“Water for Elephants” stars Reese Witherspoon, Robert Pattinson, Christoph Waltz, Hal Holbrook, James Frain, Paul Schneider, Jim Norton, Mark Povinelli, Richard Brake, Stephen Taylor, Ken Foree, Scott MacDonald, Sam Anderson, John Aylward and Brad Greenquist from director Francis Lawrence and writer Richard LaGravenese based on the novel by Sara Gruen. The film, which is rated “PG-13” for moments of intense violence and sexual content, has a running time of 122 minutes. “Water for Elephants” opened everywhere on April 22, 2011.

HollywoodChicago.com publisher Adam Fendelman

By ADAM FENDELMAN
Publisher
HollywoodChicago.com
adam@hollywoodchicago.com

© 2011 Adam Fendelman, HollywoodChicago.com LLC

Rain's picture

Adam: your uber negative

Adam: your uber negative review is rather surprising considering it followed the book quite closely. I could respect a negative review but this is mindless rambling…you’re up in arms about Altoona, PA? LOL

Your comment: “We can’t buy the progression that an emotionally distraught and wealthy Cornell boy – who’s moments away from finishing his degree – would give it all up to hop a train that just happened to launch him into the traveling circus.” Obviously you’ve never suffered great personal loss or you’d understand why he couldn’t take the final exams. This is also proof you didn’t see the movie because it is explained in the film why he had to leave.

Im happy the film is doing quite well and it appears your “review” is the only real “train wreck” here. LOL

Pierrette's picture

Well said , I agree with

Well said , I agree with this comment . Read the book too , the changes were not that drastic . And I did enjoy the movie . That’s unfortunate Robert pattinson will have to endure criticism for twilight hopefully he will be able to get better at his craft , I believe he has potential . Reese is a veteran Oscar winning actress and I like her work always . Actors make movies mainly for the fans not critics, most people don’t care about their rants anyway ! Lol!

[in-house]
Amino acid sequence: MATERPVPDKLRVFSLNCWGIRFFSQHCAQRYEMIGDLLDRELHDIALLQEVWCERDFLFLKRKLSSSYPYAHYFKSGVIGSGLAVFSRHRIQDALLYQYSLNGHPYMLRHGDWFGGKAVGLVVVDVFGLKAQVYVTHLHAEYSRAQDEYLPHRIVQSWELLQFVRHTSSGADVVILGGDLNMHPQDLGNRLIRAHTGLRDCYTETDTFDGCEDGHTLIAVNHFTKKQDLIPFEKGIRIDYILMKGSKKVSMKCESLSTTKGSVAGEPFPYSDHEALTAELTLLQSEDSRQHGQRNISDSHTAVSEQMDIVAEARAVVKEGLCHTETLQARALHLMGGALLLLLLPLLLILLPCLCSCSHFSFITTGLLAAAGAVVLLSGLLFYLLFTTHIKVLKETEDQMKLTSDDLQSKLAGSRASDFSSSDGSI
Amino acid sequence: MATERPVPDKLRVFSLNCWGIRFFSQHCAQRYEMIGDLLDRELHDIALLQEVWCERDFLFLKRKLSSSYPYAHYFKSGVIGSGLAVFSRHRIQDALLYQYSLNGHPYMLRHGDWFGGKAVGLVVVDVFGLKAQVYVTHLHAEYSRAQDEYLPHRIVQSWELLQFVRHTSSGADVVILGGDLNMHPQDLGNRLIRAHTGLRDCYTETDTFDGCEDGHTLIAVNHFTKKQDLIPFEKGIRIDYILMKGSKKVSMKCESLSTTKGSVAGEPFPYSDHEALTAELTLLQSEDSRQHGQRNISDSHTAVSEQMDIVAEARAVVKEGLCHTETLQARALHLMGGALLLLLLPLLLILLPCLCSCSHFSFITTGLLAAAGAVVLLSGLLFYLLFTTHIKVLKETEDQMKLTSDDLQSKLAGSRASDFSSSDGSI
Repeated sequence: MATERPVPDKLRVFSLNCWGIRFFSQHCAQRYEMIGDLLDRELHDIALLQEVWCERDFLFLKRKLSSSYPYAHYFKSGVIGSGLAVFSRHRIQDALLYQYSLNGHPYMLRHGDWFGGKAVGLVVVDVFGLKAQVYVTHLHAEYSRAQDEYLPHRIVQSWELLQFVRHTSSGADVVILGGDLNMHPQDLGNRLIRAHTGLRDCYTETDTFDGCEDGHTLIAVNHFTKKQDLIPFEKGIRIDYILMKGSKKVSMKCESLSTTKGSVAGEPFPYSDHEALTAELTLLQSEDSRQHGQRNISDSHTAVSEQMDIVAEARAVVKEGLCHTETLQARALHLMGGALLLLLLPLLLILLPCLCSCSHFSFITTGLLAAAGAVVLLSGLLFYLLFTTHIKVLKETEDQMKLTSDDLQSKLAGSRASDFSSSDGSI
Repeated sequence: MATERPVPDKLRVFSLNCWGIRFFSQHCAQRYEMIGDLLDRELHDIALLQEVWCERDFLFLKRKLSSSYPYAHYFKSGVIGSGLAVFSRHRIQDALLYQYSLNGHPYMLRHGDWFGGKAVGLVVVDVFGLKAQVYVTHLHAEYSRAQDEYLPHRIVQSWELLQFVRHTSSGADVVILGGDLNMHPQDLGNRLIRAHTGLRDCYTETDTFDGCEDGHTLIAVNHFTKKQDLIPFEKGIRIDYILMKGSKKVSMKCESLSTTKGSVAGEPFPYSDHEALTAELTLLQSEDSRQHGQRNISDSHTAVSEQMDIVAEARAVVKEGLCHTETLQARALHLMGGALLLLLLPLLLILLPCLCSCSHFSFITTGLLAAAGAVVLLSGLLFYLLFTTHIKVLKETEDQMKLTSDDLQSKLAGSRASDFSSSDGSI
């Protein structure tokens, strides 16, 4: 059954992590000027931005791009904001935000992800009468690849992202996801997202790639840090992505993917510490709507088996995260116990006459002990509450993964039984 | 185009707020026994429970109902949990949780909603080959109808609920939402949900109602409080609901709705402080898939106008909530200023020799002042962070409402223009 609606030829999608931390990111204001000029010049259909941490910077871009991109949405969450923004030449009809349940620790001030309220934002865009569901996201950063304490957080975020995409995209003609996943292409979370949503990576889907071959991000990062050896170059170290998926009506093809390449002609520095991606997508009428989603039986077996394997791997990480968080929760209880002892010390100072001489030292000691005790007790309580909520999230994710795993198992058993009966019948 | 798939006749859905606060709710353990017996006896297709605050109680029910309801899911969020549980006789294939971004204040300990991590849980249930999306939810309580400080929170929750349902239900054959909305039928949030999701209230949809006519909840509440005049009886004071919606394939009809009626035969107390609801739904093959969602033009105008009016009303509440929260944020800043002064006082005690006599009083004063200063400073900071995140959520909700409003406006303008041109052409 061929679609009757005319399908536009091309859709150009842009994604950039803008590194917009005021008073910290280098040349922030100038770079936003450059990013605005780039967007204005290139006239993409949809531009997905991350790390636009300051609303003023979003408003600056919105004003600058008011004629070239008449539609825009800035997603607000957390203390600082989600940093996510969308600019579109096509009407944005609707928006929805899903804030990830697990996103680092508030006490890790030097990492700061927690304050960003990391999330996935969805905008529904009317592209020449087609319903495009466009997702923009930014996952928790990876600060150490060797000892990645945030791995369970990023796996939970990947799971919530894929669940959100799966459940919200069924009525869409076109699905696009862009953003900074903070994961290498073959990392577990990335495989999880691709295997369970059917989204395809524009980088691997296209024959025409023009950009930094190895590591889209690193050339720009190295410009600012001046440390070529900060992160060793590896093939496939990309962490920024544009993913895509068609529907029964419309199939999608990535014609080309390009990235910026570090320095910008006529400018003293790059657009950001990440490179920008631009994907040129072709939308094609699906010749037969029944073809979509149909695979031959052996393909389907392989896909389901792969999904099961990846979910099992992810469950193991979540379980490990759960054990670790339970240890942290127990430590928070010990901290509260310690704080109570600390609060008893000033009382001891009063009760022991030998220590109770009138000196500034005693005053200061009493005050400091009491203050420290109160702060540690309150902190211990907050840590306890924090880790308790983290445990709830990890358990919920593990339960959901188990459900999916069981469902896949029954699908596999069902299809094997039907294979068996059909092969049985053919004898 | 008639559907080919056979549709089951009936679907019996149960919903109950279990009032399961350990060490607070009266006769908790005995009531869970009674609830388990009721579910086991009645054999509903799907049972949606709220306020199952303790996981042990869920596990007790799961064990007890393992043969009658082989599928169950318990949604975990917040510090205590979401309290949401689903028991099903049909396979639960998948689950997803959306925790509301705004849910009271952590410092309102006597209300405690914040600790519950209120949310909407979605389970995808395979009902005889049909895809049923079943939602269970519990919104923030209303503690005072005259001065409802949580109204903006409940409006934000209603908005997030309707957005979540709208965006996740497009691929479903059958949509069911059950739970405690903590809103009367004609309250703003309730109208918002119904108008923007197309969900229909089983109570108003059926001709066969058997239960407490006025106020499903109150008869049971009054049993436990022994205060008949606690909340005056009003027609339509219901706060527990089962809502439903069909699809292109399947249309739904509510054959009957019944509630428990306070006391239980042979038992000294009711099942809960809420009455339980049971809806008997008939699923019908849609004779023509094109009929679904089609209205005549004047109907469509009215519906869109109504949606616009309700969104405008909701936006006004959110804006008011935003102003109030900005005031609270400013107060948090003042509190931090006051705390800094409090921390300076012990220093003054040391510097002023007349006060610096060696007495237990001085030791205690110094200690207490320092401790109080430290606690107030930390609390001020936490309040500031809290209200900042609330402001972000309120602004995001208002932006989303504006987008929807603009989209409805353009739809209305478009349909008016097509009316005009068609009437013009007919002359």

Mary Ann/Altoona, Pa's picture

The Book "Water for Elephants

I enjoyed the movie and I am asking since you said you read the book I would seriously like to read the book myself also as I know the I could read the book & read alot into it that was left out of the movie. Do you know where I could get that book, is it even still in print? Maybe Amazon.com. Lucky you to have read the book. If you could let me know of how to get a cfopy of the book I would appreciate it. Thank you. Angellight222@aol.com ( in Altoona, PA)

Linda Blanchard's picture

Fendelman WFE "review"

I want to comment, but I refuse to dignify this drivel with more than the following:
We (yes, I can use the royal “we” too) can’t forgive the rambling, tedious pile of refuse that is this “review”. And we do know about Altoona, despite being unaware of Supersizing it. Get your head out of your kiester.

Alicia Bruning's picture

WFE movie thoughts